Dear Readers: This column was published just after Nuria's departure back to Spain. Am I little behind in posting much? Or did I already post this one? Ugh! Getting old blows.

Nuria has only been gone a week, back to her home in Galicia, Spain. Peter and I still miss her like we've only just said our tearful goodbyes.

Really, it was only three weeks. How attached could we be?

Nuria phoned when she arrived home safely, seeming to have forgotten English. Apparently lack of sleep has that effect on the brain. I can barely speak English at the best of times, so I will always be impressed with our 17-year-old-four-language-speaking wonder.

I’m glad I don't have my own children, because any of them leaving would kill me outright.

Anyway, come back with me to Brockport, New York, after the soccer tournament . . . remember, Terry now has a GPS, so the cornfields no longer frighten us, and my Google Maps reading skills no longer frighten Peter.

Sunday afternoon, several of us in the group were on our way to Darien Lake theme park (a former Six Flags resort). Thanks to the GPS and Superkathy’s sense of direction from an actual map, the cornfields didn’t swallow us as Darien Lake rose out of the trees right smack in the middle of nowhere.

Peter and I have never ridden a roller coaster together (I know!). Even though Peter didn’t see the romantic implications as much as we tender-hearted women-folk, I was ready to cross roller-coaster-screaming-as-a-couple off my things-to-before-the-‘til-death-do-us-part-thing list.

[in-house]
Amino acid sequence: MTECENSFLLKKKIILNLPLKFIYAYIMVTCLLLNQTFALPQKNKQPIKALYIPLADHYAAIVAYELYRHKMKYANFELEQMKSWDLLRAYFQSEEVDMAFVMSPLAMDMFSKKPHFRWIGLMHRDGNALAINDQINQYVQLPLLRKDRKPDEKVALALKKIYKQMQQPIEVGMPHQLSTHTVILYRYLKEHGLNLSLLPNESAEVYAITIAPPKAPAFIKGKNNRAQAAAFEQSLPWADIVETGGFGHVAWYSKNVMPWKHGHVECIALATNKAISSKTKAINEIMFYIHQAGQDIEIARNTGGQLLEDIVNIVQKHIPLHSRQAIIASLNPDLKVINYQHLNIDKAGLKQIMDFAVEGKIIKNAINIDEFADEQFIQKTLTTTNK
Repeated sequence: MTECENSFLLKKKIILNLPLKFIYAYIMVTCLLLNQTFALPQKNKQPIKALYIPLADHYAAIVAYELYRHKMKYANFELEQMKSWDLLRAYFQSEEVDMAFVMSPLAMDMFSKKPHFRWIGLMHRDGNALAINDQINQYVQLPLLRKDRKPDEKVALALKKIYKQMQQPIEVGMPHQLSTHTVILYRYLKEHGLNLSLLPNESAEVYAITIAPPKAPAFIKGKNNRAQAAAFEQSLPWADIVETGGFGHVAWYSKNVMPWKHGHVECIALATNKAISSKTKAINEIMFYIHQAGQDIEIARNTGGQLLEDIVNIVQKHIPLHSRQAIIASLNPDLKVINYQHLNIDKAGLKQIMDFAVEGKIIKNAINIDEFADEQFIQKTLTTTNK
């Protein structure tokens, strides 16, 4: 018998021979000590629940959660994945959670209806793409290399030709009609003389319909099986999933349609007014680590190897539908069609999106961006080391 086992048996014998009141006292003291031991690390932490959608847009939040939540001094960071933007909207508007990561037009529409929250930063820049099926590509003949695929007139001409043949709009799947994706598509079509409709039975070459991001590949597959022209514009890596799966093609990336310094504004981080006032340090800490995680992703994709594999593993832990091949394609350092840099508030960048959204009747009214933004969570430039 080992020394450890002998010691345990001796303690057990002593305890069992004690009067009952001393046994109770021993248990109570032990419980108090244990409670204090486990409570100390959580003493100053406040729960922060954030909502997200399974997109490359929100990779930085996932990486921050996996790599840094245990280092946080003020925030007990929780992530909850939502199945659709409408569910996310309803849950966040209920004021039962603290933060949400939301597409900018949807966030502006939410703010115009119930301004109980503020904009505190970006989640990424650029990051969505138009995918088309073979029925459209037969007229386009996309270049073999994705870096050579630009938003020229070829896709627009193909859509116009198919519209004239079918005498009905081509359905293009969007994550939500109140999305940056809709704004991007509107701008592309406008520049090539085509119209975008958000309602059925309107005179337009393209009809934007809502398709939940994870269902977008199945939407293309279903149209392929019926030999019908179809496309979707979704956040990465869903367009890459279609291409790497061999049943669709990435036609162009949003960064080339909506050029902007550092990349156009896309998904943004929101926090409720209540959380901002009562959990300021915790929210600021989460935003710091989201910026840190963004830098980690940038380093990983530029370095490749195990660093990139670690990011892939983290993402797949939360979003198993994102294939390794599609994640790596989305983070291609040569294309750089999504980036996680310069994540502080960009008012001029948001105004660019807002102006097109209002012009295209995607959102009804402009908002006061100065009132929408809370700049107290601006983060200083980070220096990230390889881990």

You see, I love the coasters. LOVE them.

The weather was fully clouded over and a constant threat of rain. We didn’t care. The lines at the park were short, and it was still as humid as the deepest of rainforests. Oh, and the mosquitoes must know that Lanark County residents have sweeter blood, because there wasn’t ONE bug in all of that park.

I’m pretty sure that our tough-16-year-old-year-old-soccer-chicks were a little surprised (and hopefully suitably impressed) when after we all giggled right through the turnstile in our excitement to get to the first ride, I was asked if I’d ever been on a roller coaster before.


I gave them my most superior look and informed them that there wasn’t a roller coaster in California that hadn’t seen my backside on its seat or my hands up in the air (up until about 7 years ago, anyway).

But when they pointed to the ride where your feet dangled AND you turned upside down, I knew I was out of my realm of experience. So I started giggling like a little girl again.

Nuria pointed to another ‘ride’ that wasn’t much more than a steel cage bouncing about a hundred feet between the sky and the ground hanging by two giant rubber bands. If it hadn’t cost extra, I would’ve done it. That’s my only excuse. Really.


The foot-dangly ride called the Mind Eraser was the coolest. But ladies, don’t wear your earrings. I was seriously afraid that my ceratoid and jugular arteries were in peril as the backs of my earrings stabbed my neck repeatedly.

Oh, and that piercing, high-pitched shriek that you hear is not the ride coming apart, it’s your own scream, or that of your husband.

We tackled all the other rides with a fierce bravado. And roller coasters are just as thrilling as I remember, especially when you have your guy (or girl) next to you for a quick kiss or a hand-holding-scream.

The water slides were just as much fun, but I have a feeling all these mysterious bruises came from screaming down fibreglass tubes at 40 miles per hour. Might have to wear a protective bubble suit next time.

Check out all the exciting photos when you log into your Facebook account and add me as a friend.